The contribution of the commercial and housing boom to the construction industry, which in turn impacts GDP numbers in a big way have been well discussed. What is probably not as avidly discussed is the fact that the growth rate derived from sub industries such as retail, hospitality, entertainment (hotels, resorts, cinema theaters), economic services (hospitals, schools) and information technology (IT)- enabled services (like call centres), etc is beginning to hit a wall in the main metros. The future clearly points to opportunities outside these traditional cities.
As one witnesses a saturation in the economic growth and construction opportunities in major cities of India, it’s the tier II and III cities that emerged as the key drivers of growth in the sector this past decade. Despite low public investments, these cities promise great potential.
The metro cities are facing impediments such as slow and uneven development of urban infrastructure, increasing operational costs, land paucity amid escalating land values and exorbitant real estate prices, shifting the focus to the emerging hubs i.e. the tier II and III cities of the country. The biggest reason for this shift in focus is the gigantic gap between availability and demand. The metros are dwindling under the burden of space, time and infrastructure.
Smaller towns and cities closer to the metros and industrial hubs are seeing a significant housing demand, owing to lower land cost and increased prosperity. According to the National Housing Bank (NHB) data, there is significant price appreciation in cities such as Lucknow, Surat, Guwahati, Chandigarh, Raipur, Faridabad, Patna and Ahmedabad, and a visible fall in prices in metro cities like Delhi and Bangalore.
A number of factors co-exist that make these cities an attractive investment destination for all. Real estate firms are shifting to these cities for cheaper real estate and manpower. Walk-to-work concept, quality lifestyle, media exposure, the emergence of software companies and an increased affinity to retail are some of the many factors driving growth of the real estate industry in the small towns. There has been a significant improvement in real estate options in cities like Chandigarh, Patna, Mohali, Nagpur, Lucknow, Agra and Udaipur. Also, the concept of low-cost housing or affordable houses seems to work well here.
A recent study conducted by Cushman & Wakefield on the Top 10 emerging business destinations in India reveals that the growth in tier II and tier III cities is due to the increasing disposable income of the people and has created immense opportunities for companies looking out for new markets to grow. The study also mentions that companies being drawn to these cities are being enticed due to the availability of talent pool at a lower cost, reasonable real estate prices and a conducive business environment created by State and local governments. The study identifies the cities of Ahmedabad, Bhubaneswar, Chandigarh, Coimbatore, Jaipur, Kochi, Indore, Nagpur, Vadodara and Visakhapatnam as the top 10 emerging cities of India.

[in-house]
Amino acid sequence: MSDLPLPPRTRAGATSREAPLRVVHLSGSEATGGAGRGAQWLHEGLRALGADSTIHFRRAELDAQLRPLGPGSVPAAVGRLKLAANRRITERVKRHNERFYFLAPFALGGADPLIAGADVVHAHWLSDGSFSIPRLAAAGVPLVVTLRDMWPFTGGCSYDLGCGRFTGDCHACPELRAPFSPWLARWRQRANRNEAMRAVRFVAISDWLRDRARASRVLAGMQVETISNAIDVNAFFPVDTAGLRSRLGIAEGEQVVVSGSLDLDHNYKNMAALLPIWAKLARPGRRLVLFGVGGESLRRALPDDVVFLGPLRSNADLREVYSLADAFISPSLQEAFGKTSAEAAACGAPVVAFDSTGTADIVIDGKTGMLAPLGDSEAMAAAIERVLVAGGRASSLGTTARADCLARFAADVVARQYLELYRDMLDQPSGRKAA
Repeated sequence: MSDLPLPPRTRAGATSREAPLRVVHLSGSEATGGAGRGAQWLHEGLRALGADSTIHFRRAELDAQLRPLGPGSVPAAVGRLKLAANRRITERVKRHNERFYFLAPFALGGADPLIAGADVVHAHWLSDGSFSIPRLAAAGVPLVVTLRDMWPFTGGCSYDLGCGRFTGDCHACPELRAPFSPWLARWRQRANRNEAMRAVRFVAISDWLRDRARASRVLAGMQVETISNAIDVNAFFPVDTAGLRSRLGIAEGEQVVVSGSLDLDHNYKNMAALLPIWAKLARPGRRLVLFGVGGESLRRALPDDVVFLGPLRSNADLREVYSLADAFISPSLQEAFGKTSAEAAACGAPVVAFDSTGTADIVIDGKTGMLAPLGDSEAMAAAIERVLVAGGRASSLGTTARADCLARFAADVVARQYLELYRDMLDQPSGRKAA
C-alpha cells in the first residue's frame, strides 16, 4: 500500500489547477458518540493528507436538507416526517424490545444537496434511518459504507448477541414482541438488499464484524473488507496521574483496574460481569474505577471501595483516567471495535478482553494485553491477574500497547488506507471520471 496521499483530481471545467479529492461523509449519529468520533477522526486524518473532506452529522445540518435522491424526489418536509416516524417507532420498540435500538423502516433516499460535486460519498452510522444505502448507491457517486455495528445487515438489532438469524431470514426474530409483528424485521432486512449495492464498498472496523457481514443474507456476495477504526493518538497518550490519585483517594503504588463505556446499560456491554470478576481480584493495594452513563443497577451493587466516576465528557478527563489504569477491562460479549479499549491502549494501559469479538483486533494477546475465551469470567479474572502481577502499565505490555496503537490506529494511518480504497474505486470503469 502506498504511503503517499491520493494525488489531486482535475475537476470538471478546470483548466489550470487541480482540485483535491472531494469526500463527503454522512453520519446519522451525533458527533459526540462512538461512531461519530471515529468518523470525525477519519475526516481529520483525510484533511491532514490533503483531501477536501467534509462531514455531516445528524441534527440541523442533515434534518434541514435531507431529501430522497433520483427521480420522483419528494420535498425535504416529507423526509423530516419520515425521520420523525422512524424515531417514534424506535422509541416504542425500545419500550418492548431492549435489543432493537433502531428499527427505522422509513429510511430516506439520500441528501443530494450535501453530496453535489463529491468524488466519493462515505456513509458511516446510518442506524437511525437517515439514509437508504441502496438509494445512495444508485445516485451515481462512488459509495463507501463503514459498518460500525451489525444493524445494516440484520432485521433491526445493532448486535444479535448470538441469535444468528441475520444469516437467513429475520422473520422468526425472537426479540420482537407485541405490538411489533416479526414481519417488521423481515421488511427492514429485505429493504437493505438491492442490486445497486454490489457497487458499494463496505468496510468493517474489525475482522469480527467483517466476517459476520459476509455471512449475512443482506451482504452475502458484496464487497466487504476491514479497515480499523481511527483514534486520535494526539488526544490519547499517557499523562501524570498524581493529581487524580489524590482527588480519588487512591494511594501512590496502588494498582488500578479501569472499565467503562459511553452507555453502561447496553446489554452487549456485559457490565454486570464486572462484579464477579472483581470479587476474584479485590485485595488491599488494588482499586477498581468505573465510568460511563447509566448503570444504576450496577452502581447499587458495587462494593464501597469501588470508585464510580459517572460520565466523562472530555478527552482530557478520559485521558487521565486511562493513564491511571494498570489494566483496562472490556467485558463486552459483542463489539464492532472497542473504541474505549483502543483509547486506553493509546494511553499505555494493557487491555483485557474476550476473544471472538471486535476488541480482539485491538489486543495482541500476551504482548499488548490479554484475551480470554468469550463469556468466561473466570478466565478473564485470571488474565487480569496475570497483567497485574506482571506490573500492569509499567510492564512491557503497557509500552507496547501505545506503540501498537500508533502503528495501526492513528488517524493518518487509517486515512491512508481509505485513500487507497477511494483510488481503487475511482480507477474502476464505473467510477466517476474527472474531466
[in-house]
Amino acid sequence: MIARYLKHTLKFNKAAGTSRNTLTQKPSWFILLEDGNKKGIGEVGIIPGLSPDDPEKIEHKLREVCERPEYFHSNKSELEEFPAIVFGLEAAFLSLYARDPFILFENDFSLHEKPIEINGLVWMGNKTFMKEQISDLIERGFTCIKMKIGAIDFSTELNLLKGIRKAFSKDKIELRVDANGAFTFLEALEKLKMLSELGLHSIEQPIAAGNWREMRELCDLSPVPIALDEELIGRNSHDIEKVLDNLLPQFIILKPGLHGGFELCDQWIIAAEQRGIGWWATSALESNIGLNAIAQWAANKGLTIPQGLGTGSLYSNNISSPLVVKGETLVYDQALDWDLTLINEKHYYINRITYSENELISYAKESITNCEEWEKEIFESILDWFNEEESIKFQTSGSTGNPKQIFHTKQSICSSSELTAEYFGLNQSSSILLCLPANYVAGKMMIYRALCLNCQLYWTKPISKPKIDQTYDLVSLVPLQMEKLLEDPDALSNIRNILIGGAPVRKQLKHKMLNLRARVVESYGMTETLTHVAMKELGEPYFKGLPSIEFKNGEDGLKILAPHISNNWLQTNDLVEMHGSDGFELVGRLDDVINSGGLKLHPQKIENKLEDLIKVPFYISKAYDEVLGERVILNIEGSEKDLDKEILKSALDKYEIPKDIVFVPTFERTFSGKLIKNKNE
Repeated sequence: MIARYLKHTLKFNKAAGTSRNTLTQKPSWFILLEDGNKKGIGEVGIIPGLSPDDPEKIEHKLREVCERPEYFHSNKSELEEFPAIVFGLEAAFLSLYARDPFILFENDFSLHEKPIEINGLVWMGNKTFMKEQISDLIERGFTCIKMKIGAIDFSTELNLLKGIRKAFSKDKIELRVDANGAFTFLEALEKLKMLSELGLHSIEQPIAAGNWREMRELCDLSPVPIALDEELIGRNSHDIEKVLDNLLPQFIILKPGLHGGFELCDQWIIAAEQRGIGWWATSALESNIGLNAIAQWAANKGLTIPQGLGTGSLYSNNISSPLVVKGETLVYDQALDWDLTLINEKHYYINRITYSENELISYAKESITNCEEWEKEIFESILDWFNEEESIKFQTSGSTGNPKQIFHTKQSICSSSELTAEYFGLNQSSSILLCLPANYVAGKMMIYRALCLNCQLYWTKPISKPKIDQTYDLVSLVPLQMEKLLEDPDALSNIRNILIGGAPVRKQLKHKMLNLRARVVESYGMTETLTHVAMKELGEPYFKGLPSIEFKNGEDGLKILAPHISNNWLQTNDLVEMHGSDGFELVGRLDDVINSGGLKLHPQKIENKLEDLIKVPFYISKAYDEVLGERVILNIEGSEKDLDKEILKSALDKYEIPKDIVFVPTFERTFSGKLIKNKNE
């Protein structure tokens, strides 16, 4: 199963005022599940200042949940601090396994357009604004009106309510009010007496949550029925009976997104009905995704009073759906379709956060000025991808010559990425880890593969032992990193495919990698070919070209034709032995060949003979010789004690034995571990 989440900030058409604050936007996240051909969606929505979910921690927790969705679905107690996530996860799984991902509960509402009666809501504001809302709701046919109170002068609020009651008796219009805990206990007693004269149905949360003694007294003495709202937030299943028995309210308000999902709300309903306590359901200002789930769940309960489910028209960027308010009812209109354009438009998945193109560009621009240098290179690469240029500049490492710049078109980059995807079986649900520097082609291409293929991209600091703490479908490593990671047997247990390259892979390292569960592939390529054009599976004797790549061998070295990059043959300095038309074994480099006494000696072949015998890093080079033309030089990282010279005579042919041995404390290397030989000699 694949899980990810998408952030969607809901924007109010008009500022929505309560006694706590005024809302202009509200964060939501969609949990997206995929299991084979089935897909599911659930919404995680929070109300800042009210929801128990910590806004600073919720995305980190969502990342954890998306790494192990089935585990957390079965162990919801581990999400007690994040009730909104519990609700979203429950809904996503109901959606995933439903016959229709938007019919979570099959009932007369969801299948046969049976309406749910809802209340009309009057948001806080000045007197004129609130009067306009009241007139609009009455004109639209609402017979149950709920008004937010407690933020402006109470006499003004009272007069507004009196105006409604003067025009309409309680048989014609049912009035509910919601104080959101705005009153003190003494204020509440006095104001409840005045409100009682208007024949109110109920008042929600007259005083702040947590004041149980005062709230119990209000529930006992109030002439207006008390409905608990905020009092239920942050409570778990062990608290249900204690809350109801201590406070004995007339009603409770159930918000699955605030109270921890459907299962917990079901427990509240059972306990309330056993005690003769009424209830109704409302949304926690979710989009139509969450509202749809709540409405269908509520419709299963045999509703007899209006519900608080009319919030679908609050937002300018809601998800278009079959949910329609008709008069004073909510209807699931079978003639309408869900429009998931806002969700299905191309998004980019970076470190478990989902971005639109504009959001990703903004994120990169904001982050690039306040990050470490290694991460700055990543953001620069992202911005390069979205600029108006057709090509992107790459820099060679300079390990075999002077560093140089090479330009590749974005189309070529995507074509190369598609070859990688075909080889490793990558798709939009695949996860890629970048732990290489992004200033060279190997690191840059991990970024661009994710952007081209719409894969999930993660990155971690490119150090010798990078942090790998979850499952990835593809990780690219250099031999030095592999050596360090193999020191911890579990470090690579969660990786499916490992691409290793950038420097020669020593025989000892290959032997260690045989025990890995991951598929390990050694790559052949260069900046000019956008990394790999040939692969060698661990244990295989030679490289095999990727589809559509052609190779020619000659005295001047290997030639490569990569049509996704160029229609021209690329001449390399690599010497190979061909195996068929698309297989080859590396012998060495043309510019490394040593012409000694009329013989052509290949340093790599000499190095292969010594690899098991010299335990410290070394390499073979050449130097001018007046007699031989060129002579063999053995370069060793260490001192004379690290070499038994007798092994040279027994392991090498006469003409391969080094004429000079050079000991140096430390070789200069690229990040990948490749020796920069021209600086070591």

Many people have been investing in these cities as their second homes especially for aged parents, for whom the fast paced life of metros is a deterrent. The improvement in connectivity adds to making these cities accessible and hassle free. These cities are great opportunities for investors like NRI’s too, who avoid going vertical and prefer a bungalow spread over large acres of land.
While metros are suffering various delays in projects and overall slowdown in demand, smaller cities like Pune are experiencing increased demands for mid-segment housing. These cities come with less risk factors as the appreciation in real estate prices are gradual unlike metro cities which experience a steep escalation.
The overcrowding in Tier I cities have compelled people to move out to open spaces with wider infrastructure, and nature-friendly ways. The change in real estate trend is quite visible in cities like Jaipur, Chandigarh, Indore, Nasik etc. Mohali and Agra are considered a favourite destination for global investors. Leading developers like Tata Housing, Lodha Builders, Raheja, Ansal Housing and DLF have launched projects in these smaller towns to ride the wave. For developers still anchored to metro India, a further delay could be the difference between being a winner and an also ran.